“This job is my greatest challenge so far and I am going to give it everything. I may not have all the theory yet, but I have the hands-on experience and organizational skills and I learn something new every day. I love French and Italian pastry making – I could say that they are my inspiration. I enjoy pairing classic recipes with tropical flavors and ingredients that Mexico has given the world, such as chocolate, chili and vanilla. I once created a glazed Caribbean dessert with all the flavors of a piña colada, rich in passion fruit, pineapple and coconut. It was a hit.”

The use of chocolate is a consummate art and Alicia was lucky enough to work with Alan Espinosa, a Mexican chef who is one of the world’s leading chocolatiers. She picked up techniques to strengthen the chocolate after crystallization and tempering to give it greater pliability for use in modeling figures. She explains, “I also love making special cakes, such as wedding, anniversary or birthday cakes. I channel my emotions and think about how happy I want to make the recipient and that inspires me, gives purpose to my research and spurs my creativity.”

Alicia is hard at work creating delectable desserts and cakes for you to try on your next visit. A new dessert menu will be launched this month in Flor de Canela. She is changing the room amenities – the cookies and chocolate petit fours left as delicious surprises in the suites, enhancing the presentation of the cakes and pastries served during afternoon tea and adding more flavors to the wedding cake collection. She has also changed all the desserts offered as part of the Seafood and International buffets. The International dessert table features sweets from France, Italy, Mexico and the Far East.

Her next project is to create a new dessert menu for El Faro Grill and the remaining theme nights.

In charge of a team of six in the bakery and dessert section, Alicia’s days are very busy and varied. She oversees the bakery inventory and purchasing, supply delivery and expiration dates. She keeps an eagle eye on kitchen hygiene, taste control and presentation in her section. She checks the dessert stations in the restaurants and ensures that they are kept constantly supplied with cakes and sweets. She compiles reports, registering which desserts are the most popular and which room amenities are requested the most. She develops new dessert menus with Executive Chef Borbolla. And then she finds the time to work on her own stunning creations!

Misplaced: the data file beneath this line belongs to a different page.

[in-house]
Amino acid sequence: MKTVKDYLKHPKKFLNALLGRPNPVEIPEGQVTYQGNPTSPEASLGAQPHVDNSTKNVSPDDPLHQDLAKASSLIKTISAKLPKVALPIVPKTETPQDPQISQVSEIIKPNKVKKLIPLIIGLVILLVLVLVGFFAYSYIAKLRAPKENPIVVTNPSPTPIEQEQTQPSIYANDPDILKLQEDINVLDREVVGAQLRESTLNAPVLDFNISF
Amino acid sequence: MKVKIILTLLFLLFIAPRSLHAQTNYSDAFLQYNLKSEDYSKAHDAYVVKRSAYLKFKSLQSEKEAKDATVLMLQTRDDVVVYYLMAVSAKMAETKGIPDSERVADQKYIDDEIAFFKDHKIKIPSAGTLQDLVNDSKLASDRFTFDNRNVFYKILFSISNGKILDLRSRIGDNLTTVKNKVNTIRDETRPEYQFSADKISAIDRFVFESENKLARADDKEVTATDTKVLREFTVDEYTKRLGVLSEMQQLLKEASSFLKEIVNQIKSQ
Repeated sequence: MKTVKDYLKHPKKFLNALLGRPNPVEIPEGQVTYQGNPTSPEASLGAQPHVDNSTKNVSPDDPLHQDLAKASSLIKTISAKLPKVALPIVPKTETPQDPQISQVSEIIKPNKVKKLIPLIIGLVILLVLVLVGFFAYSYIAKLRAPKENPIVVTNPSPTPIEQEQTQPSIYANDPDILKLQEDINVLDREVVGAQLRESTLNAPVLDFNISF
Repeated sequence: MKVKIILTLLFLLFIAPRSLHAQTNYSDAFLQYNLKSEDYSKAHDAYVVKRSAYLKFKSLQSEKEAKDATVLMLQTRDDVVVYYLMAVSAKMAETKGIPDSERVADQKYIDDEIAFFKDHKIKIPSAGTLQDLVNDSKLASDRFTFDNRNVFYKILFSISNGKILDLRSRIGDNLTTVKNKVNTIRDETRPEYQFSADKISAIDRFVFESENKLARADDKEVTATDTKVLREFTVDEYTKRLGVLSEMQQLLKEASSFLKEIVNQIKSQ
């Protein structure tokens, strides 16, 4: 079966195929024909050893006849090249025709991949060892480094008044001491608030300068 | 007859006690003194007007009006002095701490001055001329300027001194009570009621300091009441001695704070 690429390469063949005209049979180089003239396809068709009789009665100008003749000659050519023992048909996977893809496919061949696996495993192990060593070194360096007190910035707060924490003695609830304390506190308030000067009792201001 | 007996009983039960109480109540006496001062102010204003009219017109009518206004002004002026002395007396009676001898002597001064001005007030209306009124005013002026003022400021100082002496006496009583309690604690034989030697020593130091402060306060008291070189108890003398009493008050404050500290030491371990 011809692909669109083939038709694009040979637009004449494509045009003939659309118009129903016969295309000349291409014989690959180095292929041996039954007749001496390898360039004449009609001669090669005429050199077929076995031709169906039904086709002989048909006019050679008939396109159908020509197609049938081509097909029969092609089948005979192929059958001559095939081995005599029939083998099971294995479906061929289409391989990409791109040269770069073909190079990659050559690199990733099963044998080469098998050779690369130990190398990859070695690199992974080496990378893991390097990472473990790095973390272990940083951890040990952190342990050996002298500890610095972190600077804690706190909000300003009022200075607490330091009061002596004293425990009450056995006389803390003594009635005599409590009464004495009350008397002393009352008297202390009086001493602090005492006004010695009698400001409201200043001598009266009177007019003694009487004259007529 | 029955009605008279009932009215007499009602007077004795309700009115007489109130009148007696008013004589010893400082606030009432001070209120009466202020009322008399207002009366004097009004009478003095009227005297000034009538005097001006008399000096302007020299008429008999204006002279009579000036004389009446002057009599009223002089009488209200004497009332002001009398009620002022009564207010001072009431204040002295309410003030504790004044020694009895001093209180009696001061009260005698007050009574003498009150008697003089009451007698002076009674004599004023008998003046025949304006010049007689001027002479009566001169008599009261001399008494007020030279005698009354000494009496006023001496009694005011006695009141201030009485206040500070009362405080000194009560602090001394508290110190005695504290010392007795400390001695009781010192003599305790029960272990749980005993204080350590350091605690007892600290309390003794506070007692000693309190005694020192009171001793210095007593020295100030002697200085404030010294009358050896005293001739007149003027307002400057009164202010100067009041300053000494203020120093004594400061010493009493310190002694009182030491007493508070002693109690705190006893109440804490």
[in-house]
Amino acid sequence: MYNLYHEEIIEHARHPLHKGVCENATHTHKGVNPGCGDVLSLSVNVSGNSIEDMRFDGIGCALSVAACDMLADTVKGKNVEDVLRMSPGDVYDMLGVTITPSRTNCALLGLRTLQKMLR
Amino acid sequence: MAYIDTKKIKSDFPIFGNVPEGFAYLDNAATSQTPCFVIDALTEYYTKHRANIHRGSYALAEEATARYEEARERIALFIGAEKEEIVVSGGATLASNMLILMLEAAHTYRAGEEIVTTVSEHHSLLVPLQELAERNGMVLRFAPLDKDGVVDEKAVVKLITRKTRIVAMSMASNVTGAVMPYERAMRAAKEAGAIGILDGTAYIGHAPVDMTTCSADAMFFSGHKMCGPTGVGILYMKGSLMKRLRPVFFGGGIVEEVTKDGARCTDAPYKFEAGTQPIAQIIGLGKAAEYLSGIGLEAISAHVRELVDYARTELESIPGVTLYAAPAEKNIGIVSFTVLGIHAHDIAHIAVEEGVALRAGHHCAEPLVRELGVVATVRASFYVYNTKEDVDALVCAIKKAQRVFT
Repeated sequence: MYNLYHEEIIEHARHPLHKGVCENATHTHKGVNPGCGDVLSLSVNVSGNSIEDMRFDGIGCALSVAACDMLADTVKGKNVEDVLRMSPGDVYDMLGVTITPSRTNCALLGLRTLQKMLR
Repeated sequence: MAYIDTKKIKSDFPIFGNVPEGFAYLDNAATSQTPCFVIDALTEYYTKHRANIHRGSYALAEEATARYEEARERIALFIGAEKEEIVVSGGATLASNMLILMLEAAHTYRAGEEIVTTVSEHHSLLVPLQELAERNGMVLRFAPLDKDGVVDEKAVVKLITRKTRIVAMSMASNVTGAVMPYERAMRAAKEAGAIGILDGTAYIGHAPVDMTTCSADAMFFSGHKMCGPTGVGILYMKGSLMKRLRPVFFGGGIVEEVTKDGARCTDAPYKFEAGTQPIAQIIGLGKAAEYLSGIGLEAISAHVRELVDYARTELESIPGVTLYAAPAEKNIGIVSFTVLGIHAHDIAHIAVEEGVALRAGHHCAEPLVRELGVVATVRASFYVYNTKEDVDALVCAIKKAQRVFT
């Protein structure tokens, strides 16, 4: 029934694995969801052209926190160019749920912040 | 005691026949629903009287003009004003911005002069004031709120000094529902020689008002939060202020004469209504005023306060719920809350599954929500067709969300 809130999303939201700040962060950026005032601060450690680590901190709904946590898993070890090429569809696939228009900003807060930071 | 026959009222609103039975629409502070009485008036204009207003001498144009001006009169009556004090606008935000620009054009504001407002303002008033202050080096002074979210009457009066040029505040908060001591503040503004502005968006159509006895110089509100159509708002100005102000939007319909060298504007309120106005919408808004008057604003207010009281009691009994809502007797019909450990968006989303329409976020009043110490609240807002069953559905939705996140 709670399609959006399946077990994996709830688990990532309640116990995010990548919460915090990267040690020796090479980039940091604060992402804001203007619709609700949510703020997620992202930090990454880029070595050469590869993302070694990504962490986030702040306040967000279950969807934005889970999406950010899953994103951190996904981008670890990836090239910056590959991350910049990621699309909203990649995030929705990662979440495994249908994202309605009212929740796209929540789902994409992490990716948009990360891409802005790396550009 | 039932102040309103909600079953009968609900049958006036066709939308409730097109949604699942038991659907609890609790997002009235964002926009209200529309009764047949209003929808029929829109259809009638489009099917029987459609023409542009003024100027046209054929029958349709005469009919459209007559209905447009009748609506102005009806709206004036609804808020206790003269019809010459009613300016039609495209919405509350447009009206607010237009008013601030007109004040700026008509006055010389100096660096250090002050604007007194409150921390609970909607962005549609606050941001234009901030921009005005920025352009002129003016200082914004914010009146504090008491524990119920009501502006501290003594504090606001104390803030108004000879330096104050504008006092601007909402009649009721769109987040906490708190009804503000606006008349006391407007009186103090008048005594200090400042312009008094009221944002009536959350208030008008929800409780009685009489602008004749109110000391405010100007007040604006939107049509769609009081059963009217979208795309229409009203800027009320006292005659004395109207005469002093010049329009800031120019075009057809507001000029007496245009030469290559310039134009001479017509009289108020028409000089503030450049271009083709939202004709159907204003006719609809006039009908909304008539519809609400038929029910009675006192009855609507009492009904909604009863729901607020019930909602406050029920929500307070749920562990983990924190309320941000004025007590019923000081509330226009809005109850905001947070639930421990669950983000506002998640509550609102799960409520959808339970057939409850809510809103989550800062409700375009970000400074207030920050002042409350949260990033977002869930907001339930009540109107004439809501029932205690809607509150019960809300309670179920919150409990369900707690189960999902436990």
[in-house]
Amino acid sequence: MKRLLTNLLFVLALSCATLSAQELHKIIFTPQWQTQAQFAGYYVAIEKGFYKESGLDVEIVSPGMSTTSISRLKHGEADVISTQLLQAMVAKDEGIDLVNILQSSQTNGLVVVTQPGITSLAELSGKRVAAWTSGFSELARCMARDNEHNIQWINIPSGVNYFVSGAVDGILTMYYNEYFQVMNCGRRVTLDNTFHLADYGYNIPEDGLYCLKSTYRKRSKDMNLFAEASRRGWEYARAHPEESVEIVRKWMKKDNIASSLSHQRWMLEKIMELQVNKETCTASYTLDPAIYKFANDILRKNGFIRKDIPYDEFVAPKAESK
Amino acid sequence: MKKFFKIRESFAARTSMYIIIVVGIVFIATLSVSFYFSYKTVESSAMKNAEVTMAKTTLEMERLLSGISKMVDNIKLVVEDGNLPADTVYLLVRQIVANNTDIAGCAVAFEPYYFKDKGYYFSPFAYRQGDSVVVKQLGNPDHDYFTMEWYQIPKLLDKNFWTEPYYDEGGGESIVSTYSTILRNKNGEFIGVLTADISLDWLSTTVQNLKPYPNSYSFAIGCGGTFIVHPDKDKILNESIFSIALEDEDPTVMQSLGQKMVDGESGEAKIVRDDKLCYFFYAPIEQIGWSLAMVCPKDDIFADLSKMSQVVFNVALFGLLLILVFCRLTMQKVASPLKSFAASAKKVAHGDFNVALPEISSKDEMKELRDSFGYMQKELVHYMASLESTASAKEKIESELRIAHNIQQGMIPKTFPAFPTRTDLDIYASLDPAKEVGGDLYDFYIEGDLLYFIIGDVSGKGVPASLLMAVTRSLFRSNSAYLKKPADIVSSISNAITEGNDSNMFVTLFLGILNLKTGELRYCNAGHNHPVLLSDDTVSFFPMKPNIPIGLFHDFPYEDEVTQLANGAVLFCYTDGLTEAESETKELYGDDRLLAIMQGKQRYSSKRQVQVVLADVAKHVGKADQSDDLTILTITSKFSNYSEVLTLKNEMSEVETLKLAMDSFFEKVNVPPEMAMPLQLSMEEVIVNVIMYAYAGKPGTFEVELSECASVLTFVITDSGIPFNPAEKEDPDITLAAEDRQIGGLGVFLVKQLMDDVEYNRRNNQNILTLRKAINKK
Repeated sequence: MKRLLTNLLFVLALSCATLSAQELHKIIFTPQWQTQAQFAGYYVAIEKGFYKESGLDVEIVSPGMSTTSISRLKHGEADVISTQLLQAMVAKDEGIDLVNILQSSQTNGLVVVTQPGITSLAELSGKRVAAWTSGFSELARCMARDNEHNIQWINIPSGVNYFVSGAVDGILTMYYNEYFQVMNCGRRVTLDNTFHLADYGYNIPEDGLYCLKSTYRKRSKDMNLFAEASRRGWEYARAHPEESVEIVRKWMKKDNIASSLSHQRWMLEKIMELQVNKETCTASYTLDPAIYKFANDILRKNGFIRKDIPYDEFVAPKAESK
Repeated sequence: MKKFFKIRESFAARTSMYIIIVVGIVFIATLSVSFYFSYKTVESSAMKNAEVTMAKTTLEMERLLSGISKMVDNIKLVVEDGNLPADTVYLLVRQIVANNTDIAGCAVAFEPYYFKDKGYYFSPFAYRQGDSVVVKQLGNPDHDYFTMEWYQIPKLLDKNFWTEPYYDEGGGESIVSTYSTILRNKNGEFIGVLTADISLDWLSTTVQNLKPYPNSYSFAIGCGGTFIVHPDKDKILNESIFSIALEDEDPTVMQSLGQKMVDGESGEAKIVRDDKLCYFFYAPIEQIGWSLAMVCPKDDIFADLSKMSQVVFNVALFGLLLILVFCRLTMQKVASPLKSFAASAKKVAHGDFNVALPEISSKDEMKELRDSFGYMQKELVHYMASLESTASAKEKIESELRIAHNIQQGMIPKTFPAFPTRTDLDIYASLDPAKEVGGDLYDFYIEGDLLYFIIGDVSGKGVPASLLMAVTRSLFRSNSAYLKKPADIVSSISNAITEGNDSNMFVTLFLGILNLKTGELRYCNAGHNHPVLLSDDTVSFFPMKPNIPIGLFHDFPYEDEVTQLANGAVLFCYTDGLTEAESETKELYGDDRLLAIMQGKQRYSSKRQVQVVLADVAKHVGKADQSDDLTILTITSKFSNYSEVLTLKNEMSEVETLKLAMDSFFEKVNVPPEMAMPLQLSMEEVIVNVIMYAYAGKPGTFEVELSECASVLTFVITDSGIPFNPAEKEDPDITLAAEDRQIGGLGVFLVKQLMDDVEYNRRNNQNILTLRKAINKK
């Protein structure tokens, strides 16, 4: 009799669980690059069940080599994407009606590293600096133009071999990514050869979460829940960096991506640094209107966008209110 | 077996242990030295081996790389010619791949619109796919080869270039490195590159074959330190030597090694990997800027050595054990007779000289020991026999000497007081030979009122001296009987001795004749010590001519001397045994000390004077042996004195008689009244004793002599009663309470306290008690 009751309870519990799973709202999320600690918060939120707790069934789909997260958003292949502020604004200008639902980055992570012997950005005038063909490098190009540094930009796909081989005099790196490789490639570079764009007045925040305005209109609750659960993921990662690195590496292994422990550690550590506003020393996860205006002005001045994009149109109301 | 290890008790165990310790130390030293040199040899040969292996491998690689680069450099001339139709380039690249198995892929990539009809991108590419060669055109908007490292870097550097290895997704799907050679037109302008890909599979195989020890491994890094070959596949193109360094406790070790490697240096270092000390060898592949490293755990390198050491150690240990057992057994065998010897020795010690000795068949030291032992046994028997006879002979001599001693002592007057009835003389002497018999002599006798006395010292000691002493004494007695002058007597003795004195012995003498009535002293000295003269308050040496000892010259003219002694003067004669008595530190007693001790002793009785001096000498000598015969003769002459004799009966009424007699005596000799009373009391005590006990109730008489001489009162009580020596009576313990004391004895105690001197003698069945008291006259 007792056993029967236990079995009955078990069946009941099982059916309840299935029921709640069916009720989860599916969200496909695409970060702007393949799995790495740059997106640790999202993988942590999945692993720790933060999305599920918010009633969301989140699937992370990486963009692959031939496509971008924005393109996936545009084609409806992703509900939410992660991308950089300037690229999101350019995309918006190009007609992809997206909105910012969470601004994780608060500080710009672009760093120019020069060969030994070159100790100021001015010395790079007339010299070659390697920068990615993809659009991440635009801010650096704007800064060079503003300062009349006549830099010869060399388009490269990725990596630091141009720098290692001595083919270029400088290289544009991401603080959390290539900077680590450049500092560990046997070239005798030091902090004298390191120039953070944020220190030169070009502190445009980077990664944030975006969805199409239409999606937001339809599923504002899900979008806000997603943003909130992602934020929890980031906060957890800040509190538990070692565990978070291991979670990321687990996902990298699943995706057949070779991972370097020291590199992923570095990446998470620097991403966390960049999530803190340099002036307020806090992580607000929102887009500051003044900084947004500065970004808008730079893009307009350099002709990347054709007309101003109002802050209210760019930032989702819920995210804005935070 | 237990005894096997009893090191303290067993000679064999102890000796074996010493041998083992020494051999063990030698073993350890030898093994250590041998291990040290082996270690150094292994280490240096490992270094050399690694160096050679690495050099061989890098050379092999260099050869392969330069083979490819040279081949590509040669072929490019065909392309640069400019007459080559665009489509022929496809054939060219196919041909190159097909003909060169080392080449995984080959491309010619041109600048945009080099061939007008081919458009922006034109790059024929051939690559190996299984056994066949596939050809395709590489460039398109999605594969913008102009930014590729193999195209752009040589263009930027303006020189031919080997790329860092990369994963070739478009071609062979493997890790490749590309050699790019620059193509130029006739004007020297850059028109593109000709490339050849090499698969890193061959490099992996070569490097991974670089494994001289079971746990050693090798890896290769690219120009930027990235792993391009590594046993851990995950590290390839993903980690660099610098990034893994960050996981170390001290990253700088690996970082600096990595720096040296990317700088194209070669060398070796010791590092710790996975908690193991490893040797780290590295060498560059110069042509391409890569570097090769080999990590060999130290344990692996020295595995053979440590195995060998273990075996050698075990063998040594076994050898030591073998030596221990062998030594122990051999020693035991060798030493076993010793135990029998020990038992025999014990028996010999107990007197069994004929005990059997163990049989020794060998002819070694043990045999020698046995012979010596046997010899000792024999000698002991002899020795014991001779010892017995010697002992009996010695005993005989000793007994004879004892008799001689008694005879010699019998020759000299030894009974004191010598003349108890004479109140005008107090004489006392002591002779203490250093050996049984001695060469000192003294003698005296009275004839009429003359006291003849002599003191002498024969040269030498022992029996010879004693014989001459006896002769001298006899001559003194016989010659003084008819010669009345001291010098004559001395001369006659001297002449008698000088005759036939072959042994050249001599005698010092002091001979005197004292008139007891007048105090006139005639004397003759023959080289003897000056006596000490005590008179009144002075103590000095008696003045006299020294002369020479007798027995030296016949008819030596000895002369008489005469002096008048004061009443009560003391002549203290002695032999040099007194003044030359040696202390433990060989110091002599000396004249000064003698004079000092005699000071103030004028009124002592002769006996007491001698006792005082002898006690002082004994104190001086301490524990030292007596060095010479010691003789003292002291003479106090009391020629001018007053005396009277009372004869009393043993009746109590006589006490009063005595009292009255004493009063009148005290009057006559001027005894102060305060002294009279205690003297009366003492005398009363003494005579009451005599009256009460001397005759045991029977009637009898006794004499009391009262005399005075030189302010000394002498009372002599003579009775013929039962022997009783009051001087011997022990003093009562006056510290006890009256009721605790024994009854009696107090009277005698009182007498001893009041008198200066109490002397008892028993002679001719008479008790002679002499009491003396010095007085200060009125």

She recommends that Grand Residences owners try the Corn Cake or Pastel de Elote. “We make it with tender young corn kernels so that it is really creamy and flavorful. And it is gluten-free,” she adds, “Another new one to try is our Chocolate Tart with a hint of guajillo chili pepper, there’s a Mexican artisanal chocolate cream with sesame nougat and we have an exquisite apple, mint and pomegranate dessert in the shape of a poblano chili as a tribute to our national dish, Chiles en Nogada. I invite you to try all our new desserts and cakes. Forget about your diet, you are on vacation! You’ll love the flavors, textures, presentation and the marriage of ingredients. We want every bite to be delightful, a memory to treasure.”

Alicia keeps up with the latest tendencies in the pâtisserie world and admires the creations of Chef Antonio Bachur and the Roca Brothers, saying, “Their desserts are incredible. Bachur makes everything from petit fours to gateaux and they are all spectacular.” She is quick to point out however, that it isn’t all about presentation; a dessert must taste as heavenly as it looks. Attention to flavor is all-important and she checks every stage of the dessert making process.

Finally, she hopes that during your vacation you will also try some of the traditional savory dishes that have earned Mexican cuisine its rightful place on the UNESCO World Heritage list, saying: “Try mole from Oaxaca or Puebla, chilies rellenos, antojitos or Mexican street food and even some of the many dishes we make using beans.”